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Ghosts of Cloverdale Christmases Past

The longest Christmas card in the world, jellyfish stings and tree-toppling toddlers

By Ursula Maxwell-Lewis

Cloverdale Reporter

Have you hung your stockings by the chimney with care? After all, St. Nicholas soon will be there.

Visions of sugar plums don’t dance in children’s heads on Christmas Eve as they did in 1823 when Clement Moore wrote Twas the Night Before Christmas, but Christmas Eve has retained that aura of mystery.

Woven into all the usual trimmings, twinkling lights, and mouth-watering scents of baking and turkey cooking, are those intangibles – the ghosts of Christmases past.

Charles Dickens understood this when he crafted A Christmas Carol.

Noted artist Bob McMurray is a retired accountant and 2017 Surrey Citizen of the Year. He wrote to say that my November “memories” column reminded him of some quirky Cloverdale Christmas history.

“My favourite lead-up to Christmas was back in the 70’s (I forget which year) when Cloverdale, Surrey, and Cloverdale, California, became sister cities,” he recalls.

Cloverdale, California is a pretty city located just off northern California’s Highway 101 in the Alexander Valley wine region of Sonoma County.

McMurray, a Cloverdale Chamber of Commerce member, had stopped there en route to Los Angeles, and had been given a copy of the local telephone book.

After returning home he browsed through it and noticed several businesses with similar names as Cloverdale, B.C.

“I passed that information on to their Chamber of Commerce reps and that led to the two becoming sister cities that fall,” he says.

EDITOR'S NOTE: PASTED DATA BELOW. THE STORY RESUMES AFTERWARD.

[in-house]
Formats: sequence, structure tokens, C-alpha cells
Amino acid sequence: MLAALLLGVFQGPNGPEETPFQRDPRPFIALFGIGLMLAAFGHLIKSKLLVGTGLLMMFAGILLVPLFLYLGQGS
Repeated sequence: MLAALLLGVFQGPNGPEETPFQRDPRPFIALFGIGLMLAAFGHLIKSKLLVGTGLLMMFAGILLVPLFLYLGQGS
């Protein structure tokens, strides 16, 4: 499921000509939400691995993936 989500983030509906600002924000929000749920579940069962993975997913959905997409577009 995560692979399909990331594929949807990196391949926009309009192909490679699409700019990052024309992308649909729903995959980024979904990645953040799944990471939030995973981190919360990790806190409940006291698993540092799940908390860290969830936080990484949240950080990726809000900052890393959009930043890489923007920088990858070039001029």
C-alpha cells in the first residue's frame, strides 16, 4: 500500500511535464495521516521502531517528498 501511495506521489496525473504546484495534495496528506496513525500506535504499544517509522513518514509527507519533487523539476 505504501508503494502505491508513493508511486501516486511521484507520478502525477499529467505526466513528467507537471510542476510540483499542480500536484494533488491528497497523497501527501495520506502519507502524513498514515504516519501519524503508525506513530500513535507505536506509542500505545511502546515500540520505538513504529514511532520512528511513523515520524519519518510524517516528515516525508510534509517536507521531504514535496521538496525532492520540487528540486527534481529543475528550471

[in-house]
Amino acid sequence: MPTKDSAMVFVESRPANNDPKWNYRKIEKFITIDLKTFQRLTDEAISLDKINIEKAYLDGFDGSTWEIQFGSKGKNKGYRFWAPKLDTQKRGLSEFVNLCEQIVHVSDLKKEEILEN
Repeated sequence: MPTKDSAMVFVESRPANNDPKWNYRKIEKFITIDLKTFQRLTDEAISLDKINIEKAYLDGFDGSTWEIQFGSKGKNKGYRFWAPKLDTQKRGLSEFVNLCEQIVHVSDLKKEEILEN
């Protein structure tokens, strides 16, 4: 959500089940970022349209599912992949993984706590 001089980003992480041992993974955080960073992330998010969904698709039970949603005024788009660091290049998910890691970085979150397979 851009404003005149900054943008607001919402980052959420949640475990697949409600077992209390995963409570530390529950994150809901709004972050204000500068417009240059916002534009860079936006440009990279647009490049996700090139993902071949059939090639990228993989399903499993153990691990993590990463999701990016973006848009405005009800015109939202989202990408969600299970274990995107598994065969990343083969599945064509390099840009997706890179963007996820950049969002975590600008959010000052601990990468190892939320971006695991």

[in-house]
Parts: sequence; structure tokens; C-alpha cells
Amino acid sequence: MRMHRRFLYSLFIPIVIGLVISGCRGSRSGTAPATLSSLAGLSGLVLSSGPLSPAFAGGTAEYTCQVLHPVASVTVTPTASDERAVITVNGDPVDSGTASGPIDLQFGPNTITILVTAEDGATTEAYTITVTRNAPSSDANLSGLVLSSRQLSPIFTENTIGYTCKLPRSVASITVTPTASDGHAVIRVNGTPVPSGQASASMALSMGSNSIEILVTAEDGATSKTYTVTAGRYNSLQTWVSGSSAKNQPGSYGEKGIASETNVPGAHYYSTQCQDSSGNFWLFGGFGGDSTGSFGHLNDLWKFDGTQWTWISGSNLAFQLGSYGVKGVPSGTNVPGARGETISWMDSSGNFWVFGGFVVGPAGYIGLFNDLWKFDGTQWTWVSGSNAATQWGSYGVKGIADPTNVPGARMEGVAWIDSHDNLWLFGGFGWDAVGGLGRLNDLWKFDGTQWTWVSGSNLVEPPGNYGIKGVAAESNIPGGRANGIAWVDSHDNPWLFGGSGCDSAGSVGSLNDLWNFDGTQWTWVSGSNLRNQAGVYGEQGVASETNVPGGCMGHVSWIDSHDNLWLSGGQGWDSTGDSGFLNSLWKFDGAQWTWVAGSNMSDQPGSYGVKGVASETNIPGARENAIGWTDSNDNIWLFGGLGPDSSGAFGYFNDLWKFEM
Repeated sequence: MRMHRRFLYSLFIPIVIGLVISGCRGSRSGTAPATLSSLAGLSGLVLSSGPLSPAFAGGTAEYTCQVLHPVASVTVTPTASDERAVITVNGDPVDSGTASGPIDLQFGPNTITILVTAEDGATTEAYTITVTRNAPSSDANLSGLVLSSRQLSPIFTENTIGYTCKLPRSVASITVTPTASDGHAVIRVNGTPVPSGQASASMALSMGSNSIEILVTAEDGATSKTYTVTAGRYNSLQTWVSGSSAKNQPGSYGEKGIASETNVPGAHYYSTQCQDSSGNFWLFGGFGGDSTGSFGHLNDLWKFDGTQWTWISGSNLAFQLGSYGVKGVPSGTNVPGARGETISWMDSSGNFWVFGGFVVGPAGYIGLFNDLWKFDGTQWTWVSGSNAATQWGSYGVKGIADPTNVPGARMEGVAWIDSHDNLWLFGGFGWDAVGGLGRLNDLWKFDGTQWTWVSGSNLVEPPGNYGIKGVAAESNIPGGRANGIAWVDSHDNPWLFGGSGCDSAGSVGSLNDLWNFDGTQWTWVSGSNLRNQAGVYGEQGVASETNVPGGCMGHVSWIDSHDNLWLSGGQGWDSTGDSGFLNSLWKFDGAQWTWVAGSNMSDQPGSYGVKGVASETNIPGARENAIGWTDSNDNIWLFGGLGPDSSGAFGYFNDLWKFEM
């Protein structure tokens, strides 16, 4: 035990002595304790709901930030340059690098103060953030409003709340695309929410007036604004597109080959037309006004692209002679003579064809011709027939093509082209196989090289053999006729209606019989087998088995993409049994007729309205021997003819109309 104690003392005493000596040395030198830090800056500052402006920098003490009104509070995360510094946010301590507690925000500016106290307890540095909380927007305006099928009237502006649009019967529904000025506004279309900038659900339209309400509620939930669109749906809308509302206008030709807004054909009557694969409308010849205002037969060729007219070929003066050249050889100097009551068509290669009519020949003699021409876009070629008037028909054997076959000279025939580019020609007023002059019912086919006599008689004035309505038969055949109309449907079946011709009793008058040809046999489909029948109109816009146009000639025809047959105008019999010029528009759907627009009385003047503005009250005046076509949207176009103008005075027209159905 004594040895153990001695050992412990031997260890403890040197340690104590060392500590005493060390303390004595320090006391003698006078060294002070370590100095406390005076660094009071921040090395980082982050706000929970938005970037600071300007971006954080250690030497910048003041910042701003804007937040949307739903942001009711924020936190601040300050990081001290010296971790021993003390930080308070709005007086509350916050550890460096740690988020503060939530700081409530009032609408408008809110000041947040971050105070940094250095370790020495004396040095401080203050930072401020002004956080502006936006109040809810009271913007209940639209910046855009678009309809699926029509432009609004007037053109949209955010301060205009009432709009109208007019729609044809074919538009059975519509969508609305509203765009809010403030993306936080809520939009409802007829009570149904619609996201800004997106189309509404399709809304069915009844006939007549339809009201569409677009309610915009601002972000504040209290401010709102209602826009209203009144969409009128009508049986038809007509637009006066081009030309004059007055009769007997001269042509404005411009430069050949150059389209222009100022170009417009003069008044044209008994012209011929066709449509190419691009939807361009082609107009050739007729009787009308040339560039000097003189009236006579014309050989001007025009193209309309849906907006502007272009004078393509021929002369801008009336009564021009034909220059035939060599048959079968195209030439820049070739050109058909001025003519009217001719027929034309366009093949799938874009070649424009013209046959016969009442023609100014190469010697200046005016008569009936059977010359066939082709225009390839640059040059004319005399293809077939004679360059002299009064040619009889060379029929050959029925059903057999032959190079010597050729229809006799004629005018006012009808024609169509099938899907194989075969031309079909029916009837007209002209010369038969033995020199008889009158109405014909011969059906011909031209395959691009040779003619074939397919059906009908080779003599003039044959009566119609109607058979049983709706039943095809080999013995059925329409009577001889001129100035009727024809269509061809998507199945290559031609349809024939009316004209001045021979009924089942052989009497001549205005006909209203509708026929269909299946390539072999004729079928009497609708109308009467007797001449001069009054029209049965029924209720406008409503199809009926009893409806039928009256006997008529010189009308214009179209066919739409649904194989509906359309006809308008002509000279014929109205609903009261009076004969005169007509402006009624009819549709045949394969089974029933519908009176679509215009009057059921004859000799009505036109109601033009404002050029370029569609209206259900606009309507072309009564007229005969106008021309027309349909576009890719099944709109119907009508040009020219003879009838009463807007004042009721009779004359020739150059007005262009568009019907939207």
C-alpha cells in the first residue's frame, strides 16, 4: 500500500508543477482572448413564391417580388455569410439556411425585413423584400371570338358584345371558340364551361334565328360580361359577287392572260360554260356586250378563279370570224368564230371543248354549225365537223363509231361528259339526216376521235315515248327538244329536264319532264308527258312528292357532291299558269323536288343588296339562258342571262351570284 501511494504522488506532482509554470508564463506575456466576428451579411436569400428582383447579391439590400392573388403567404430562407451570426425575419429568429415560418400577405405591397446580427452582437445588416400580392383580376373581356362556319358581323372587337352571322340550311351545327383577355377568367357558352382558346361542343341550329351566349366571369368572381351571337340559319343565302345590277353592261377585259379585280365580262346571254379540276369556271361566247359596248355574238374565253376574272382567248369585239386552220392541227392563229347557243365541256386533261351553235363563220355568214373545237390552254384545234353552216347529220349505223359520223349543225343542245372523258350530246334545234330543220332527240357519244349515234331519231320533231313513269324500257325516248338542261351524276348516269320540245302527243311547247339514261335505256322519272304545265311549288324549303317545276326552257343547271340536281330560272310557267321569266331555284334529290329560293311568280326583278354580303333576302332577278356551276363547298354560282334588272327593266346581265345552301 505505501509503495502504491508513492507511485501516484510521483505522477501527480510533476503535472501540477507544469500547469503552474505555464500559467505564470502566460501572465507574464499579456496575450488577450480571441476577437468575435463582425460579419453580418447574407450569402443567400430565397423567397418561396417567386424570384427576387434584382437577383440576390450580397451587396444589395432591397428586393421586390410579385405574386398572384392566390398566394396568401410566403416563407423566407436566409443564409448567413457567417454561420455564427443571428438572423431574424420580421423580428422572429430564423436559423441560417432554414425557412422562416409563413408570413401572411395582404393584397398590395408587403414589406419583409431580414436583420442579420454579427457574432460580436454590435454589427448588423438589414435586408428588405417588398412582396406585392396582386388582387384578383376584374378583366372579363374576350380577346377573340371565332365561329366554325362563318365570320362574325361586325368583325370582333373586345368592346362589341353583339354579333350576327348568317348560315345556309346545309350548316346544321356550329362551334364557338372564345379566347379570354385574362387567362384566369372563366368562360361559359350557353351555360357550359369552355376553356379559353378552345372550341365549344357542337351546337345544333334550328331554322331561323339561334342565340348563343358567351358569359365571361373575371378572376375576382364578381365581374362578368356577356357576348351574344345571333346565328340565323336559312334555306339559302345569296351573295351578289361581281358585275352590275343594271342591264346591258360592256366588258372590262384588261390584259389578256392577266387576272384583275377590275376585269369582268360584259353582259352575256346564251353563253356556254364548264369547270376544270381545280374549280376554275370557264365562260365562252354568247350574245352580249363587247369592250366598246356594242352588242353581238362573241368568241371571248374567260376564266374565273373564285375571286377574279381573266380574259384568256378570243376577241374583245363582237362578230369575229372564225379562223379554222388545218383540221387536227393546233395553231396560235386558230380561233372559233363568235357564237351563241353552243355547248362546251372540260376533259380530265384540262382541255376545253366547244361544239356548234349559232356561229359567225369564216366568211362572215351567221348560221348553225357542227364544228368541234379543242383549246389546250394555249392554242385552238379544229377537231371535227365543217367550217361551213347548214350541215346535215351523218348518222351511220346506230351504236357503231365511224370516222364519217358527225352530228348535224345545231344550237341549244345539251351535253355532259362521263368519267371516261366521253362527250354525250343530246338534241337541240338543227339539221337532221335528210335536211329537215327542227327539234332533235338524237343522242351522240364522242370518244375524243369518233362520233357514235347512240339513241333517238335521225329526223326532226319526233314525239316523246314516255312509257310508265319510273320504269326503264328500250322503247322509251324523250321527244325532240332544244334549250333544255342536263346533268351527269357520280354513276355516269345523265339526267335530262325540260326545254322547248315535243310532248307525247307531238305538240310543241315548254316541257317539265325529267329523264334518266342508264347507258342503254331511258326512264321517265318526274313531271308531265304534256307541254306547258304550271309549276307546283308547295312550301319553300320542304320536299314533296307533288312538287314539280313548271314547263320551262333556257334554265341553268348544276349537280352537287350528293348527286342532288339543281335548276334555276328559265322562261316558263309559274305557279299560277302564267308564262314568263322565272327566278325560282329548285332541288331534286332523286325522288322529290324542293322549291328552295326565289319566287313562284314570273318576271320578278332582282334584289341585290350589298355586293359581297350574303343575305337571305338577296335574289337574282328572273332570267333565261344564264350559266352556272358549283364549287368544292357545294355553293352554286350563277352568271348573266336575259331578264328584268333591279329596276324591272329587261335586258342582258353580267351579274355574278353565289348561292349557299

One December day McMurray was at work and received a call from a Vancouver newspaper. Had he received any recent communications from California? At that point he hadn’t.

“The paper wire service had picked up a story from Ontario (via New York and San Francisco) about the longest Christmas card being sent from their Cloverdale to ours.”

McMurray reports that when it arrived the card was approximately 64 feet long and was signed by their residents from kindergarten through to their elected officials – including California Governor Ronald Reagan.

“It got coverage in the local and Vancouver papers,” McMurray remembers. “Our Cloverdale Board of Trade members got busy and reciprocated with the smallest card, signed by most of the local citizens and reduced to micro size, 2 x 2 inch microfilm, tucked in the band of a cowboy hat on a figure of a beaver. It was delivered in person by one of our members.”

The following year a delegation of approximately 60 locals, including Surrey Mayor Ed McKitka, attended the Cloverdale Citrus Fair in California.

Cloverdale, California reciprocated by sending a similar delegation to our Cloverdale Rodeo.

“At least one marriage that I know of was a by-product of the contacts and Canada gained one new citizen. While memories fade, this Christmas card exchange stands out in my mind,” McMurray reports.

Sydney MacPherson, another retired Cloverdale business owner, remembers Christmases of a different kind.

Like many youngsters of years ago, a bike for Christmas was a real milestone.